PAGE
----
Appeal from the order of the Court of Common Pleas of Huntingdon County in the case of American Federation of State, County and Municipal Employees, District Council 83, AFL-CIO v. Pennsylvania Labor Relations Board, No. 85-285.
Jonathon Walters, with him, Gary Gordon, and Alaine S. Williams, Kirschner, Walters & Willig, for appellant.
John B. Neurohr, with him, James L. Crawford, for appellee.
Judges Craig and Palladino, and Senior Judge Narick, sitting as a panel of three. Opinion by Judge Palladino.
[ 123 Pa. Commw. Page 206]
American Federation of State, County, and Municipal Employees, District Council 83, AFL-CIO (AFSCME) appeals an order of the Court of Common Pleas of Huntingdon County (trial court) dismissing AFSCME's appeal from a decision of the Pennsylvania Labor Relations Board (Board) refusing to issue a complaint against Huntingdon County (Employer). We affirm.
AFSCME was the exclusive bargaining representative for a unit of prison employees in Huntingdon County. AFSCME and Employer were parties to a collective bargaining agreement. When the agreement expired, the parties engaged in negotiations for a successor agreement, but were not able to reach an agreement. After the parties submitted to mediation, a state mediator on December 19, 1983 declared that AFSCME and Employer had reached an impasse and directed the parties to proceed to binding interest arbitration as provided for in section 805 of the Public Employee Relation Act (PERA), Act of July 23, 1970, P.L. 563, as amended, 43 P.S. § 1101.805.*fn1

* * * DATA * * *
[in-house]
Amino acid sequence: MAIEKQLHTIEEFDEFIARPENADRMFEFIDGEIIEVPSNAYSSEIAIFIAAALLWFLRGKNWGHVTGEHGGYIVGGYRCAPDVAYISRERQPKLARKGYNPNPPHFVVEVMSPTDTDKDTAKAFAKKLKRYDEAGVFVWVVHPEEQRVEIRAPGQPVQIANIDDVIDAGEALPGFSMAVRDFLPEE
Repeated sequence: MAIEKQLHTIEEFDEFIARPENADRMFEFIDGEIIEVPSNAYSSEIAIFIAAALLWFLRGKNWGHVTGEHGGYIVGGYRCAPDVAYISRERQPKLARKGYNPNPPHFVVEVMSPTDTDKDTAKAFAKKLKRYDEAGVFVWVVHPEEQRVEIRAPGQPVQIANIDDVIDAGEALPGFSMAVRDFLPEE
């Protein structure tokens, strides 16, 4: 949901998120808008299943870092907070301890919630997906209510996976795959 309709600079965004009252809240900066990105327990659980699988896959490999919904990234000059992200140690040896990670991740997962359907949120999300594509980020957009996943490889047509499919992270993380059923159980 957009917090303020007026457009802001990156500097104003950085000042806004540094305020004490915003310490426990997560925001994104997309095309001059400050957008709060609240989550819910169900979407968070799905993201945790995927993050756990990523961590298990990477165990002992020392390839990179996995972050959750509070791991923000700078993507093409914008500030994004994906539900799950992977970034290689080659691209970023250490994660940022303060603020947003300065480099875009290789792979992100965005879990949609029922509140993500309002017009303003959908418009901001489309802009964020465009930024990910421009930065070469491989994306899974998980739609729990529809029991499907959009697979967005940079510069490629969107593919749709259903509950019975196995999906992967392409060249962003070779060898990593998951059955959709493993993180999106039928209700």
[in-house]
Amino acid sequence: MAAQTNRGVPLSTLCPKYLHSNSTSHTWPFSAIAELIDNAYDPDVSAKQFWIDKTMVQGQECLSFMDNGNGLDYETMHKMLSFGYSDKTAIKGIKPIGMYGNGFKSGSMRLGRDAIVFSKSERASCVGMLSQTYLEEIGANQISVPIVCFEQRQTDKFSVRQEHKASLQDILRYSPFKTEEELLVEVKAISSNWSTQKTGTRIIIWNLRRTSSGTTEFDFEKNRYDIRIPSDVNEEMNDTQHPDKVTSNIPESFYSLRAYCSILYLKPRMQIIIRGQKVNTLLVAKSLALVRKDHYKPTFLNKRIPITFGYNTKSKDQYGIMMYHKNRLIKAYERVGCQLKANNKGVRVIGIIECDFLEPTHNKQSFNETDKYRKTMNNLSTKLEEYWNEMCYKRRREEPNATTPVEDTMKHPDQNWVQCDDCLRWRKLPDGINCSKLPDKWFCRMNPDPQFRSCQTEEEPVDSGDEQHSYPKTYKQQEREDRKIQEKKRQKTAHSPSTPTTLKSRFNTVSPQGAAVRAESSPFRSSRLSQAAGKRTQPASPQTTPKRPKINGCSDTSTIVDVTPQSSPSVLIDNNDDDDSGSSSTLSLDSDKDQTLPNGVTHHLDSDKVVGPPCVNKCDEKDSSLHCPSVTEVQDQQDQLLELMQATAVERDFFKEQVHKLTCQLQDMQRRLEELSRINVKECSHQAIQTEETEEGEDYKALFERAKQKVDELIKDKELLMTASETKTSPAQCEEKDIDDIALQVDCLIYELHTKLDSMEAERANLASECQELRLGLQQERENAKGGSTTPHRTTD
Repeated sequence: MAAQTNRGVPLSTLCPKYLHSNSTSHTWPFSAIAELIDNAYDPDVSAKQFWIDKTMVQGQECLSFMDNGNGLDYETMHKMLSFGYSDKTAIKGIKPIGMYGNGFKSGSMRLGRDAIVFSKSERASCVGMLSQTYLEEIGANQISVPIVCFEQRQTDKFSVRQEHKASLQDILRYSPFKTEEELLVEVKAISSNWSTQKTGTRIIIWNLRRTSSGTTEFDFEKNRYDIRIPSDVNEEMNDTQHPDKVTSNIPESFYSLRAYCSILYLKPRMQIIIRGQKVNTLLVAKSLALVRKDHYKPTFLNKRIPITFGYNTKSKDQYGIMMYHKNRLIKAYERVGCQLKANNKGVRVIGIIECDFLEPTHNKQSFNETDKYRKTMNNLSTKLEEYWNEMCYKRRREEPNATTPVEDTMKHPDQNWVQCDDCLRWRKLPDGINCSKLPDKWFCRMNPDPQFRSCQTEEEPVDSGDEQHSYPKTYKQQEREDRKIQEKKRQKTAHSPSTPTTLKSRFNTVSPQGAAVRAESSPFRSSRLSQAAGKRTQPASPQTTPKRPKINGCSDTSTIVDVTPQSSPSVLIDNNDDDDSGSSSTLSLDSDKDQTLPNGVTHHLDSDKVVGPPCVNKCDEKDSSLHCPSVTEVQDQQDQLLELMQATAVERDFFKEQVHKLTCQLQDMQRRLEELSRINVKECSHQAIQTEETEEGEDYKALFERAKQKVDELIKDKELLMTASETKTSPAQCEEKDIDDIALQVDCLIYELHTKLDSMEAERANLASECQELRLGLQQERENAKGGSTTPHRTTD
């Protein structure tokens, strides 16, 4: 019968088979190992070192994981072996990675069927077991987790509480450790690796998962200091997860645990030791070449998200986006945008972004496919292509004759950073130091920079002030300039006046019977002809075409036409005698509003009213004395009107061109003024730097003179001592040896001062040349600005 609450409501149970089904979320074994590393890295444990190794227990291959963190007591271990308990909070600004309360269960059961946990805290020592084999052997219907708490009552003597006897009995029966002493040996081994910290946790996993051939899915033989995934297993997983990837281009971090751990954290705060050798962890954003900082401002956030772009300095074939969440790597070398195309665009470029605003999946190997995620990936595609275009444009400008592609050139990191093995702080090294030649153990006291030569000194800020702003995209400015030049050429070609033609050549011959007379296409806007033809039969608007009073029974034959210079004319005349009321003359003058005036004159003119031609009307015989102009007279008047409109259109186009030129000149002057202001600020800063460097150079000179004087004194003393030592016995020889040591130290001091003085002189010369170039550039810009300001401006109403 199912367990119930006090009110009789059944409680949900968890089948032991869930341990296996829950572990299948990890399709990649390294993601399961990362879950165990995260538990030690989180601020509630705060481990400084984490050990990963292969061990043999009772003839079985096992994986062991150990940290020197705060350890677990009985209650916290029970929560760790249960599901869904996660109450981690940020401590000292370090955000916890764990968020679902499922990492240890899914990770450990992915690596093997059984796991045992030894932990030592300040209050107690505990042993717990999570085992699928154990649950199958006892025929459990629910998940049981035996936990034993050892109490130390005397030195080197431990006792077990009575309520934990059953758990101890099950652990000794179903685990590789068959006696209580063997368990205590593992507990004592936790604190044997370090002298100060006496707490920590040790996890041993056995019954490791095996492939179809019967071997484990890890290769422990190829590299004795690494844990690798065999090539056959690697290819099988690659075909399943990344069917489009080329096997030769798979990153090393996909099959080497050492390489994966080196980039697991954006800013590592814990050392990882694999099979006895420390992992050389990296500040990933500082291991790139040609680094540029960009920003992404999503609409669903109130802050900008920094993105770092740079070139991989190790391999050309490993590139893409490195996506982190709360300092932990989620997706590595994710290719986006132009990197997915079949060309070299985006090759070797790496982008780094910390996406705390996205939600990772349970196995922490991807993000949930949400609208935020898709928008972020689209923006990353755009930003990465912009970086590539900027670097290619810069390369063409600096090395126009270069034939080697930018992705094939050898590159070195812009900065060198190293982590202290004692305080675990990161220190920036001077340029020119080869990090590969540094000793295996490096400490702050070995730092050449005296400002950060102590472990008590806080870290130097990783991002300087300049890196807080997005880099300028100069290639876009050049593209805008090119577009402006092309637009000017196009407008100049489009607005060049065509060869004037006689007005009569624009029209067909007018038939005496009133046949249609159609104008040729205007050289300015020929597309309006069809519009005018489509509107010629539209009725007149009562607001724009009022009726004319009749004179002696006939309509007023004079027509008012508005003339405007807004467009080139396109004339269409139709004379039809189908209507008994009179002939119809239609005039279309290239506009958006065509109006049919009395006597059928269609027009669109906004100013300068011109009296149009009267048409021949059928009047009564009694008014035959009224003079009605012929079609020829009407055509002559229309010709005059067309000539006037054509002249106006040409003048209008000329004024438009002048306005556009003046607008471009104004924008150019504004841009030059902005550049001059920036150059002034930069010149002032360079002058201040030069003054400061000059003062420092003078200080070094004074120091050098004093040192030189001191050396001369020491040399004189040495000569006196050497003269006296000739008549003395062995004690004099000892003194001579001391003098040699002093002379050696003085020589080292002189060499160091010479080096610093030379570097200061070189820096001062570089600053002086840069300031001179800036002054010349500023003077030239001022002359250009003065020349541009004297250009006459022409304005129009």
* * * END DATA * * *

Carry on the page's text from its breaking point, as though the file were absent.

On January 9, 1984, the Independent Correctional Officers of Pennsylvania, Lodge No. 3 (ICOP) filed a representation petition with the Board seeking to represent the employees in the unit in question.*fn2 On February
[ 123 Pa. Commw. Page 2076]
, 1984, the Board issued an order and notice of pre-hearing conference on the representation petition. On February 27, AFSCME requested Employer to select an arbitrator, but Employer refused.*fn3 Accordingly, on March 16, 1984, AFSCME filed unfair labor practice charges, alleging that Employer had violated sections 803 and 1201(a)(1), (2), and (5) of PERA.*fn4 Specifically, AFSCME contended that Employer's refusal to select an arbitrator and proceed to binding interest arbitration constituted an unfair labor practice.
By letter dated March 23, 1984, the Secretary of the Board declined to issue a complaint, concluding that Employer had not committed an unfair labor practice by refusing to select an arbitrator since there was a pending
[ 123 Pa. Commw. Page 208]
question of representation at the time Employer was requested to choose an arbitrator. The Secretary noted that a question of representation is deemed to exist as of the date of the Board's notice that it will proceed to process a representation petition. The Secretary determined that because AFSCME requested Employer to select an arbitrator after the Board's order and notice of ...